Robert H. Bork (1 of 1) 5 blogs
"The life of the law has not been logic. It has been experience. "--Oliver Wendell Holmes, Jr.
The Sherman antitrust statute was written in haste, and most of its real substance is found in the Clayton antitrust statute, the National Labor Relations Act, the Federal Trade Relations Act, and countless commentaries from decisions of the Supreme Court. Cases related to this subject often run for several years, so a whole industry of lawyers on both sides of the aisle concentrates on this subject alone, and defends its methods. The patron saint of this industry is Justice Brandeis, who helped mold a Republican law into a Democratic concept that evil pricing and merger practices result in the discomfort or dissolution of small business competitors, and competition, therefore, must suffer. In time, proof or admission of any one of the per se violations became sufficient to complete a case without further litigation. Since the computer case which destroyed Philadelphia's computer dominance went on for years, the per se shortcut was thought to have a real advantage over "trials of the merits." But it also resulted in the Maricopa case which had multiple appeals of a per se violation eliminating physician control of HMOs -- by a 4-3 Supreme Court decision, deemed final without any examination of the substance of the underlying accusation. The great majority of cases were tried on the per se violations level, and never examined the merits of other evidence. It has even become rumored that some courts sacrificed justice in order to clear crowded calendars of settled law, on which the judges had long ago made up their minds about rightful outcomes..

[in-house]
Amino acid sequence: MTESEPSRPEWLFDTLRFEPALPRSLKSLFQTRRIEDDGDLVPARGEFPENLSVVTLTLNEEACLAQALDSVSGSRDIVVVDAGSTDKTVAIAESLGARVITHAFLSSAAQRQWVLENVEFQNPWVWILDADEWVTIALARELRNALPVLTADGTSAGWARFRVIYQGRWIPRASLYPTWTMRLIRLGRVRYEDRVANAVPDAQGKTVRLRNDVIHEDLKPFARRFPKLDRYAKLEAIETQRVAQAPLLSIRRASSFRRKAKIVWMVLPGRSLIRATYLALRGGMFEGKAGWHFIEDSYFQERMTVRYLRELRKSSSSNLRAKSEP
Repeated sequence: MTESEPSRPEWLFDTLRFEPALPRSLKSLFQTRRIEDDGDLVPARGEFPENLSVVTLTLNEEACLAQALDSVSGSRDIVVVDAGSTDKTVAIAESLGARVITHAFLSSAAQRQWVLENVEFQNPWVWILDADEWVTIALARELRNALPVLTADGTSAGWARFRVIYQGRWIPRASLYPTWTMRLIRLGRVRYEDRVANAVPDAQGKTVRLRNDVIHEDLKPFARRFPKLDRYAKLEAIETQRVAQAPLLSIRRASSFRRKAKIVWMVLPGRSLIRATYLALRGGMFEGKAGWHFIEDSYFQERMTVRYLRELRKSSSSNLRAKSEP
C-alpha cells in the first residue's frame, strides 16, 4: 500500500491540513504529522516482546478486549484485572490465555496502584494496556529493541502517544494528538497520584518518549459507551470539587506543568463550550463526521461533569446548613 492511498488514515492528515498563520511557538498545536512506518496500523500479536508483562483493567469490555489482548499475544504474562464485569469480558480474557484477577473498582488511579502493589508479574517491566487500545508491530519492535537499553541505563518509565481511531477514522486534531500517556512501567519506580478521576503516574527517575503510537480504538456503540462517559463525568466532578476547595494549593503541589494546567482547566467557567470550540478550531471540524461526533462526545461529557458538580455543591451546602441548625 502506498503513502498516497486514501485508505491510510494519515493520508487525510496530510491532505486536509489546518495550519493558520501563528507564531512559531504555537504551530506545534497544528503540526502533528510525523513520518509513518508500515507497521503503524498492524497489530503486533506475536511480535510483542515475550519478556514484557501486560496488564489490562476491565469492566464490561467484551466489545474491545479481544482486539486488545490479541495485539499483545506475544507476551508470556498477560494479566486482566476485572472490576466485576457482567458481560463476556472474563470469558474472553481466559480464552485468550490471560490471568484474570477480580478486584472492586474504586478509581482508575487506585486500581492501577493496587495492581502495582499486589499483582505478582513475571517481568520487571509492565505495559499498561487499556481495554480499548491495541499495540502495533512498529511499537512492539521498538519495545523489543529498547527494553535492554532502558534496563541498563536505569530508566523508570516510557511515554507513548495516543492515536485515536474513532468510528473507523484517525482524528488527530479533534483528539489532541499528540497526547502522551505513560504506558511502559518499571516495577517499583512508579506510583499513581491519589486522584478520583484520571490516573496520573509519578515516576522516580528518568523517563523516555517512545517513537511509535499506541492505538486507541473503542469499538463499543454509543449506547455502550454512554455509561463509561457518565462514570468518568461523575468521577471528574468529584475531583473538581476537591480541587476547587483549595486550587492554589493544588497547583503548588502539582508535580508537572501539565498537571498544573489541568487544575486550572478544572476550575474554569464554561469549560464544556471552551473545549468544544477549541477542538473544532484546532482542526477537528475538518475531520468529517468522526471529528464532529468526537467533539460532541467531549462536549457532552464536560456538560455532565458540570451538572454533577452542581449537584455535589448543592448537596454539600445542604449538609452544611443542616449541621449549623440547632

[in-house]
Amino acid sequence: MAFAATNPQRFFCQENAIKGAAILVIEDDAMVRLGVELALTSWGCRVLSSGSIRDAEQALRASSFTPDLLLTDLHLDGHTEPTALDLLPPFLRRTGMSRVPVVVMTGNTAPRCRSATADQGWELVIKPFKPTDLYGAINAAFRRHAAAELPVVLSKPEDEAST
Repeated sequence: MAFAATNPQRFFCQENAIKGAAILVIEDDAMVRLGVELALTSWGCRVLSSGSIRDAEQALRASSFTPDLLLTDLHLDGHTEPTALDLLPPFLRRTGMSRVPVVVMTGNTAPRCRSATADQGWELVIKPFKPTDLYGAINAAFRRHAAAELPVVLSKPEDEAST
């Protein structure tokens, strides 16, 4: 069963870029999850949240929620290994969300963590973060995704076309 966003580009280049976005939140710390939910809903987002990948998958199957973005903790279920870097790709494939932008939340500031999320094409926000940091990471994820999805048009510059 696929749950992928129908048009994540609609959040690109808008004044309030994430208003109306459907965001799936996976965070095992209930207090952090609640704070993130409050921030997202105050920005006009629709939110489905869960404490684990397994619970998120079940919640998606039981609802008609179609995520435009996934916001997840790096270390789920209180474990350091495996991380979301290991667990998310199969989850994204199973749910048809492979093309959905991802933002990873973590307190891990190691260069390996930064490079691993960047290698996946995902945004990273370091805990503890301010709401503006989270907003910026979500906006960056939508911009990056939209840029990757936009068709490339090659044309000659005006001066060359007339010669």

Into this atmosphere rushed Bork the young whippersnapper. The law gradually shifted its position from praising smallness to praising competition, probably noticing that the Industrial Revolution had shifted the upper edge of "small "business to a billion dollars of revenue per year. Bork persisted in the belief that this was not enough. The real test should be whether consumer prices become lower after a merger, or whether some other evidence might be produced that the public benefitted from the change, primarily through "vertical integration". Where the question rests is now whether the integration of any sort might merely be a smokescreen for producer capture of unelected regulatory agencies. Years after Bork himself has died, it remains a political decision whether "abdication to unelected regulators" is the real goal, or whether Bork's revolution will stop with "consumer benefit". Either way, it is a great victory for logic, to shift the goalposts so far within one man's lifetime, and continuing to gather momentum nearly a decade after he has died.
Please notice that Bork's "logic" also threatens Oliver Holmes's "experience", so Bork may be far from finished with us, even after the visible tangles have been addressed.